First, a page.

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Greetings, QA9 reader(s).  It has been a while since I posted, for which I offer the usual excuses.  I have a backlog of interesting technical things I’m hoping to write about sometime pretty soon: failure of subject reduction in lambda2 with eta-contraction, which I learned about maybe a year ago but did not record in a post; also intriguing things I am reading about deep inference, although there the problem is the stuff is, well, deep and I haven’t understood it well enough yet to have too much to say.  I also had high hopes of posting about the super fun summer I had here at U. Iowa working on Cedille with great new U. Iowa graduate students Chad Reynolds, Ananda Guneratne, and Richard Blair; great visiting Indiana doctoral student Matthew Heimerdinger; and inspiring visitors Stéphane Graham-Lengrand, Olivier Hermant, and Vincent St-Amour.  In a perfect world I would have some pictures to post of all this stimulating interaction, but here I am photo-less.

But what impels me to write today is getting bitten again by performance problems with well-founded recursion in Agda.  Just for fun, I will tell you the story.  We are working on this new interactive theorem prover called Cedille based on dependently typed lambda encodings.  You can read about this in the project report we just revised to submit for the TFP 2016 post-proceedings.  Thanks to the determination of Matthew (Heimerdinger), we have a highlighting mode — actually several — for Cedille in our emacs interface.  One funny wrinkle was that we could not highlight comments, because our parser was just dropping them, and we did not want to store information about them in our abstract syntax trees (which would then become very cluttered).  We hit upon a daring (for us, anyway) solution: parse input files a second time, with a different grammar that is recognizing just whitespace and comments.  It is nice to find the whitespace, too, in addition to the comments, since then we can set highlighting to the default for those spans of the text in the emacs mode.  Otherwise, with the way our interaction between emacs frontend and Agda backend works (see that revised project report), if you type in whitespace you will likely get a non-default highlighting color, from the span containing that whitespace.

Ok, so we (Richard) wrote the grammar for this, and we started producing comment and whitespace spans to send to the frontend, only to see some very sluggish performance on a couple longer files.  We misdiagnosed this as coming from doing lots of string appends (with what correspond to slow strings in Haskell; i.e., lists of characters), and I dutifully changed the code to print the spans to a Haskell Handle, rather than computing one big string for all the spans and then printing that.  Distressingly, this optimization, which took maybe an hour or so to implement, with finding the right Haskell stuff to hook up to, did not improve performance.  Well shucks!  Let’s get out our handy Haskell profiler and see what is going wrong.  Now sadly, I am still on Agda 2.4.2.4, which lacks this nifty agda-ghc-names tool that is part of Agda 2.5.1 now.  That tool translates Haskell names that are generated by the Agda compiler, back to names from the Agda source.  But this tool was not needed to see the following:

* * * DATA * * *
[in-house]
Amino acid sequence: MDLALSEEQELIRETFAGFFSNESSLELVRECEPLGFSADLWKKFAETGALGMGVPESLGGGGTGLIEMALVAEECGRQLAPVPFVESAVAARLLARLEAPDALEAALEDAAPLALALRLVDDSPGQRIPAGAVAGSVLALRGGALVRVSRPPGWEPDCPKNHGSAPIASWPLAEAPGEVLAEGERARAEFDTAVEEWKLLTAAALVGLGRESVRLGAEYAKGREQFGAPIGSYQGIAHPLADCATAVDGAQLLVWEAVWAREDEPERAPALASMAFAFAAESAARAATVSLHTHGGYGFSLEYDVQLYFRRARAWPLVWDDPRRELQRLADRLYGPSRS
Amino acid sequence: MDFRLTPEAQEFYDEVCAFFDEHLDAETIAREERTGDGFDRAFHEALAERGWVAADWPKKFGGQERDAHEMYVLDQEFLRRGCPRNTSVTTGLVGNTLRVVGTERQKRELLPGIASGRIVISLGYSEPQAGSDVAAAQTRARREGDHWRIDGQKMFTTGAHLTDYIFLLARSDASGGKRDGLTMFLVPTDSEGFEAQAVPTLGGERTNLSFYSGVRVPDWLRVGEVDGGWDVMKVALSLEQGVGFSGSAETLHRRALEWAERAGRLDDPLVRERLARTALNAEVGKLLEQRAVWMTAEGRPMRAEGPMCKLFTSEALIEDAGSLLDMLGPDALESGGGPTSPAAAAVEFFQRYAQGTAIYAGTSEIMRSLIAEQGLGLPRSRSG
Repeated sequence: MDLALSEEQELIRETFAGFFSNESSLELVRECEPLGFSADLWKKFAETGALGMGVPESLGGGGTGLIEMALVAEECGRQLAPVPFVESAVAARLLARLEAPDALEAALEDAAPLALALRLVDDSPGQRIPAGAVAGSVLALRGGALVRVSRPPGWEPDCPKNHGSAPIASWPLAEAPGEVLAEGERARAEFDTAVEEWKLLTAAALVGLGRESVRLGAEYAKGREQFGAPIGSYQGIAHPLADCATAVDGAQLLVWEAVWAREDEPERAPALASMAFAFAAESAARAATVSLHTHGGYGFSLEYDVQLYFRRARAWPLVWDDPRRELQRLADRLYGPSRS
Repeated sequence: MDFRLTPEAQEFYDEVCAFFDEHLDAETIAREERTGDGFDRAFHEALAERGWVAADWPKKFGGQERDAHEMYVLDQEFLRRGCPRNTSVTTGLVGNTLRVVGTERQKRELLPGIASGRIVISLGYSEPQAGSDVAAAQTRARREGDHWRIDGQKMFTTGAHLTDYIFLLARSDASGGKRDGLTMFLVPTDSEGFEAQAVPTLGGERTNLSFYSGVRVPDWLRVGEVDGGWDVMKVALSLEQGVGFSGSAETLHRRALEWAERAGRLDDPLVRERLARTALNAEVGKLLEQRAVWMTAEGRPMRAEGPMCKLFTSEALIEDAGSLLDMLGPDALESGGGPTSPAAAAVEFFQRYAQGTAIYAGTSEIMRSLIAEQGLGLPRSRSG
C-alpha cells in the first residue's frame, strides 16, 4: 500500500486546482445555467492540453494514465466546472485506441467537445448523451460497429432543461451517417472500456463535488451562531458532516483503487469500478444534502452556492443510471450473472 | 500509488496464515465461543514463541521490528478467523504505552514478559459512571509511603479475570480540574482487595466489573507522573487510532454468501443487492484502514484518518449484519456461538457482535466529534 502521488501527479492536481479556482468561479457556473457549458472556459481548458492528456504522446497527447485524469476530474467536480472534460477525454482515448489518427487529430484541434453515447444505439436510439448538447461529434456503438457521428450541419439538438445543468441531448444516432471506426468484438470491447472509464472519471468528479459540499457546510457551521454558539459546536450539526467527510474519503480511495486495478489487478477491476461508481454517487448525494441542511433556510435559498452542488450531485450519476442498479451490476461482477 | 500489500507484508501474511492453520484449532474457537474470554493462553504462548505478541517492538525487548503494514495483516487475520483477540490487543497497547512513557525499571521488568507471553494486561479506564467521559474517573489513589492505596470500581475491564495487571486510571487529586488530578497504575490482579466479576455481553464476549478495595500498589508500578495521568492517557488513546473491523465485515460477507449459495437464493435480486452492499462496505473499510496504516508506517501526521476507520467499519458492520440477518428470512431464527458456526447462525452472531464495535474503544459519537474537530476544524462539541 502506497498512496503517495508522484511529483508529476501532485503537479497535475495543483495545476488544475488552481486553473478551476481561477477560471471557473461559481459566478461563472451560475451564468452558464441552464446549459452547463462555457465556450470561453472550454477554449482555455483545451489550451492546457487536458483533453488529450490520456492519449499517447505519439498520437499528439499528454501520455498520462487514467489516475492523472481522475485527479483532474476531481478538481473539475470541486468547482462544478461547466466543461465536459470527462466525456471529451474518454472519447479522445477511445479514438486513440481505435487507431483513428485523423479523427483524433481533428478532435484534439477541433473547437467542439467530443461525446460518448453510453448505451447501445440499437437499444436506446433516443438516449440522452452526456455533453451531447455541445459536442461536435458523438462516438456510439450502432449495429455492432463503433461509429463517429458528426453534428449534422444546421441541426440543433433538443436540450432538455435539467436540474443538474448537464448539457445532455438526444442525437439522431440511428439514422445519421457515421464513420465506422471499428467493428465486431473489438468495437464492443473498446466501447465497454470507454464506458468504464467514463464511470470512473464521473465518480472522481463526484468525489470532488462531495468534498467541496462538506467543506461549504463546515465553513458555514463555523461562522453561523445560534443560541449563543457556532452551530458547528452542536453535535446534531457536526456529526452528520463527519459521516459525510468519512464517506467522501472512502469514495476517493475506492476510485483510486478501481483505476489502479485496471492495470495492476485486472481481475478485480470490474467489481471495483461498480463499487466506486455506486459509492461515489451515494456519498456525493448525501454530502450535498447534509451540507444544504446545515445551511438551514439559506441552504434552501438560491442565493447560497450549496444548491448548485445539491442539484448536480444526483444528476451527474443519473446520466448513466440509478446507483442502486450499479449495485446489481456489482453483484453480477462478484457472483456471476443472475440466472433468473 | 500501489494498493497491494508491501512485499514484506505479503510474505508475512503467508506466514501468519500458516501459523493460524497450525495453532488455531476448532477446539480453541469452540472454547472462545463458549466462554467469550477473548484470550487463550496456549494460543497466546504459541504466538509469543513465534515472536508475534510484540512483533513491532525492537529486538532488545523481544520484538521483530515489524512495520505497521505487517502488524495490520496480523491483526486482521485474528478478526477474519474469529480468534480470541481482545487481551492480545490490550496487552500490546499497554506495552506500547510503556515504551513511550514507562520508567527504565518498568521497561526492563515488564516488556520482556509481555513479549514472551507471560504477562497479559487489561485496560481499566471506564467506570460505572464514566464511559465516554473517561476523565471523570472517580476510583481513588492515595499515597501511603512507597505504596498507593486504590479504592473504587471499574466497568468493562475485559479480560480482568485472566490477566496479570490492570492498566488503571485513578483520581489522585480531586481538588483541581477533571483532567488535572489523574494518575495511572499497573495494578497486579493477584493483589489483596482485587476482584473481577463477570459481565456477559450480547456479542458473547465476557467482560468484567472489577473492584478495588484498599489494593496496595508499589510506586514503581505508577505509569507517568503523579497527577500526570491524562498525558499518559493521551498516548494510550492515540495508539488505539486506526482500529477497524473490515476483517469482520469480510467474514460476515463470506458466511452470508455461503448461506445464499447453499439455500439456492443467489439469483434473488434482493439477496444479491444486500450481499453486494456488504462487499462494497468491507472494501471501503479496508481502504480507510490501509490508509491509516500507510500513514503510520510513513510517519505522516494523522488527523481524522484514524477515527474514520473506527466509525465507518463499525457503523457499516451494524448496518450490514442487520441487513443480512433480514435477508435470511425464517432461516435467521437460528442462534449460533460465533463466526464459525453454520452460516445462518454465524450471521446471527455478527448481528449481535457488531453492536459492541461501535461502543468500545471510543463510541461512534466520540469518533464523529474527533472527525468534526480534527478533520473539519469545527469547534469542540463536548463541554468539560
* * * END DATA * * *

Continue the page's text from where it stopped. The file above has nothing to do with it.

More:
COST CENTRE MODULE %time %alloc

d179.\.\.\ MAlonzo.Code.QnatZ45Zthms 35.9 18.8
d179.\ MAlonzo.Code.QnatZ45Zthms 11.6 48.8
d191.\ MAlonzo.Code.QnatZ45Zthms 9.6 7.5
d179 MAlonzo.Code.QnatZ45Zthms 5.7 0.0
d191 MAlonzo.Code.QnatZ45Zthms 5.2 0.0
d179.\.\ MAlonzo.Code.QnatZ45Zthms 4.7 11.3

 

Oh pondwater.  Over half the time is being spent in functions in nat-thms.agda in the IAL.  That file contains, as the name suggests, just theorems about the natural numbers — not code I expect to be running intensively during execution of the Cedille backend.  But I have seen this before, as I noted.  These are lemmas getting called again and again during a well-founded recursion, to show that certain less-than facts hold.  Which well-founded recursion was it?  It turns out it was for the function that converts a natural number to a string.  We are doing that operation many times, to print character positions in the input Cedille source file.  Just removing the well-founded recursion and marking the nat-to-string function as needing NO_TERMINATION_CHECK reduced the running time to less than half what it was.

The moral of this story is the same as the moral of the previous story: be wary of well-founded recursion in Agda for code you intend to run (as opposed to just reason about).

Have a blessed start of fall!

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2 Comments

  1. Hi, Aaron,
    Thanks for bringing up the issue of eta reduction breaks the subject reduction for System F. I came across a paper “Complete and Easy Bidirectional Typechecking for Higher-Rank Polymorphism” by Joshua Dunfield and Neelakantan R. Krishnaswami. There they discuss how to achieve typability under eta-reduction. I think they also provide an example where eta reduction breaks the subject reduction.

    Let G = f : Unit -> forall a . a, then we know that G |- \ x . f x : Unit -> Unit. If the subject reduction holds for eta reduction, then we would have G |- f : Unit -> Unit, but this can not be the case under the context G.

    I didn’t realize this is a fundamental problem of System F until I recall your post claiming that.

    Best.
    Frank

  2. Thanks for posting this example! This is nice and simple — maybe the simplest one can think of for this issue.

    Whether or not this is a big problem depends on how important one thinks eta-reduction is, I suppose.

    Aaron


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